Skilled card players develop the ability to replay past events in the mind's eye; this is known as tacheoscopic vision. This is a very useful ability to use in shuffle-spooking. Specialist computer software exists to develop this skill.

Another exploitable vulnerability in the shuffle exists in some casinos where a cut-card is used to cut off a fixed number of cards, usually fourteen, and one more hand is dealt when the cut-card comes out. This is the house procedure in many American riverboat casinos and in countries such as Australia. The dealer puts one cut-card at the bottom of the deck and another more than fourteen cards above it, say fifteen to twenty. He removes this segment from the pack and puts it on the table. As the dealer lifts the clump, he will expose the card on the back to anyone standing immediately behind the dealer. An agent can signal the value of this card to a player immediately in front of the dealer. The front player counts the number of cards in the segment. This isn't difficult, as the dealer will insert the cut-card fourteen cards from the bottom, although the front player will have only a second or two to do this. You will then know how many cards separate the bottom of the deck from the card at the bottom of the stack.

Then all that is required is to count down from 416 (or 312 in a sixdeck games), betting the table minimum on the banker, till you know the card you have spotted is about to be played. You can then place a large bet on whatever wager is favored by that card.

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Tight and Aggressive Starting Strategy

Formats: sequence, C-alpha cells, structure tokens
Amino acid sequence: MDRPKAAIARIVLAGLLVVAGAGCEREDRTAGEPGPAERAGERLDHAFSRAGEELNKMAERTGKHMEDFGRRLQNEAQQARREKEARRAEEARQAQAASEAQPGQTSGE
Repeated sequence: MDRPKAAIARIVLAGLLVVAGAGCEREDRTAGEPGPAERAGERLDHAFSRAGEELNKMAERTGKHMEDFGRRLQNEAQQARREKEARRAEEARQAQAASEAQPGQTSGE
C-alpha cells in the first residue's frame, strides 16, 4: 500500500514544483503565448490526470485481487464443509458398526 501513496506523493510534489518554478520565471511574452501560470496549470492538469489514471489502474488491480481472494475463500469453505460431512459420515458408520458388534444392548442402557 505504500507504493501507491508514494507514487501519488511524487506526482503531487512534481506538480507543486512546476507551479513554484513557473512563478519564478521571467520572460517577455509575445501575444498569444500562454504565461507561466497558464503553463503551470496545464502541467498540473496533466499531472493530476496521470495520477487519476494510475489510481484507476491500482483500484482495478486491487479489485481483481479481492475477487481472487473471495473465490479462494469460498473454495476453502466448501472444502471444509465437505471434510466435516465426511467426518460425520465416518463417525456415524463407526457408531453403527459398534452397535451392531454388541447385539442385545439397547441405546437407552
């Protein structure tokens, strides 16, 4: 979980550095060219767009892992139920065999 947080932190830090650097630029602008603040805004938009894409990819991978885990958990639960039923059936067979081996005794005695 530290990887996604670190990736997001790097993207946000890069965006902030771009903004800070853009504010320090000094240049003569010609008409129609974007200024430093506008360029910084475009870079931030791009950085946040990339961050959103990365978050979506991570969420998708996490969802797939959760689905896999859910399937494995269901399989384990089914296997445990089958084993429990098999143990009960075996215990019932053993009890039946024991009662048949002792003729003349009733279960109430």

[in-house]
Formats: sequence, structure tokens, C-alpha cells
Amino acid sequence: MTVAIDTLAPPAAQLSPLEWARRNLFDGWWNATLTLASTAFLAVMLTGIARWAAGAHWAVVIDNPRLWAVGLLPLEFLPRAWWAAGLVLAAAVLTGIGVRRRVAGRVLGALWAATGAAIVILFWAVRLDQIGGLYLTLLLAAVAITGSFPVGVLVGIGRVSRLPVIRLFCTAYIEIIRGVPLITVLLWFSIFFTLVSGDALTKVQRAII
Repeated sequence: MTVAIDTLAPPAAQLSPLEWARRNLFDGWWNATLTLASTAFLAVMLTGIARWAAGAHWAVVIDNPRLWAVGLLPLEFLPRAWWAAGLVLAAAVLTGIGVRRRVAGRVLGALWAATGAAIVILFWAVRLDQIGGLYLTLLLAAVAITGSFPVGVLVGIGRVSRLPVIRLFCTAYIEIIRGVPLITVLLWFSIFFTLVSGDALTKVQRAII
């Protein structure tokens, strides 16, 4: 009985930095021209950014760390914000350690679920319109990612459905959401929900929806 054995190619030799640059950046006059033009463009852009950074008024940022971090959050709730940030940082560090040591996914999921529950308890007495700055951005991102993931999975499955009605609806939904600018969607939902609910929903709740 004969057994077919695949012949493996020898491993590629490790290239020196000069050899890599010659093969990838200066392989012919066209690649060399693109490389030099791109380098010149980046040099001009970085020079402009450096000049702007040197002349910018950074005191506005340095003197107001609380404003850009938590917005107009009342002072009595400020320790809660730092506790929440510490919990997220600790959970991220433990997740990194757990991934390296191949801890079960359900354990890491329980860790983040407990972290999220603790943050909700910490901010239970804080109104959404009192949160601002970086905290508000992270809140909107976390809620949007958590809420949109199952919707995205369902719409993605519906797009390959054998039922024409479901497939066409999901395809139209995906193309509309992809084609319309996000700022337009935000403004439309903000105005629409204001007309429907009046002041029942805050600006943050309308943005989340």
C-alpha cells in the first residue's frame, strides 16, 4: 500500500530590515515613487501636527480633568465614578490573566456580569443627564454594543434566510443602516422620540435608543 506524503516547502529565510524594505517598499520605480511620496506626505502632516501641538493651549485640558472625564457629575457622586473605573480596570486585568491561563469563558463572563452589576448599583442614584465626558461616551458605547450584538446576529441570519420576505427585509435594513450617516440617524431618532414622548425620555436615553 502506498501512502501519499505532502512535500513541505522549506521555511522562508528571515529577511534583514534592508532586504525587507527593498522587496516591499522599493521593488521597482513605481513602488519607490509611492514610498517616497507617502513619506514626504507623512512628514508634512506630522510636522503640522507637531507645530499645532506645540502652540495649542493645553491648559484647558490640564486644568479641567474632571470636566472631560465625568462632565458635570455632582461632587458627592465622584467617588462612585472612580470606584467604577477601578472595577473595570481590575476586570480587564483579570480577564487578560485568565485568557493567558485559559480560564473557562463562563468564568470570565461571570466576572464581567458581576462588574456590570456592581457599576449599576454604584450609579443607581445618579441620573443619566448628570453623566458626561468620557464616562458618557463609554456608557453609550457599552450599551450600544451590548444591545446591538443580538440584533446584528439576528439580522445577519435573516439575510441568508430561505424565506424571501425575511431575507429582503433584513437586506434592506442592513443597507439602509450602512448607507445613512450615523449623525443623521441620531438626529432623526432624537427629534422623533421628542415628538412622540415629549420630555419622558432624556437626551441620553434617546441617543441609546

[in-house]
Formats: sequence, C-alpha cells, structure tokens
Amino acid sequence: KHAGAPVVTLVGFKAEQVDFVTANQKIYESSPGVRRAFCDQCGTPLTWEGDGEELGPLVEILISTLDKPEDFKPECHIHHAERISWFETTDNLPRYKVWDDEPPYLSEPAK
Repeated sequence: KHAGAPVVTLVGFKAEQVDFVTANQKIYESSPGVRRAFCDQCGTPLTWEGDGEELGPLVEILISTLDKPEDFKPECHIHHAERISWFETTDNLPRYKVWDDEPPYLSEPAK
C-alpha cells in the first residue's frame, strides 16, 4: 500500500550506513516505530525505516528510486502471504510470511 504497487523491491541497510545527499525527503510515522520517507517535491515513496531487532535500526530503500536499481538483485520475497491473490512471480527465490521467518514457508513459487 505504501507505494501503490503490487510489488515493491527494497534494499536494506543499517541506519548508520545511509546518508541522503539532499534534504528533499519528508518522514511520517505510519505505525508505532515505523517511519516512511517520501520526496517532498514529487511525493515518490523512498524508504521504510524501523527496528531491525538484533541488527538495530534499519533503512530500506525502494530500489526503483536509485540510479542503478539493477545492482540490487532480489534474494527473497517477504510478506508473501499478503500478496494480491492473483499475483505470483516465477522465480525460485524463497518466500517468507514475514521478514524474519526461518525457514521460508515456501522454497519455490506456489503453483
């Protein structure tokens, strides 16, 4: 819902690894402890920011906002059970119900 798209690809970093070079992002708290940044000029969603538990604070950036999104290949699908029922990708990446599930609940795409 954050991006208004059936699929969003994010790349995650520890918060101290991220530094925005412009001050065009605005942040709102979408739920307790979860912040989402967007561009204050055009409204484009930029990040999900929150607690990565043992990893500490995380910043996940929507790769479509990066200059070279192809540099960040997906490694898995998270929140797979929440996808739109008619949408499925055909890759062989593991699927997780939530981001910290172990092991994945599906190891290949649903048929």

This brings up the second idea in starting play: Don't bet all your chips before the flop unless you have a specific tactical reason to do so. Phil Hellmuth, Jr., one of the greatest tournament players in the world, has a book out called Play Poker Like: the Prosan excellent all-in-one source for more advanced guidance on all the games I cover in this book. In his chapter oil no-limit play, lie writes that he "absolutely hates" getting all his chips into the pot no matter what he has.1'JThis deceptively simple idea is actually a core strategic principle in no-limit. As Hellmuth explains, every time you have all your chips in the pot, you can lose-in fact, that's the only way you can lose. And when you are all-in before the flop, you have no farther control over that loss. For example, even if you go all-in with AA before the flop and get called by a moron with 54 suited, the moron will beat you one out of five times. This is still a good bet for you, of course, and you have to be willing to bet everything before the flop under certain circumstances; the most common reason is a re-raise to ensure you get heads up. But if you can achieve that without betting everything on two cards, it's usually better to give yourself the flexibility to play poker after the flop.
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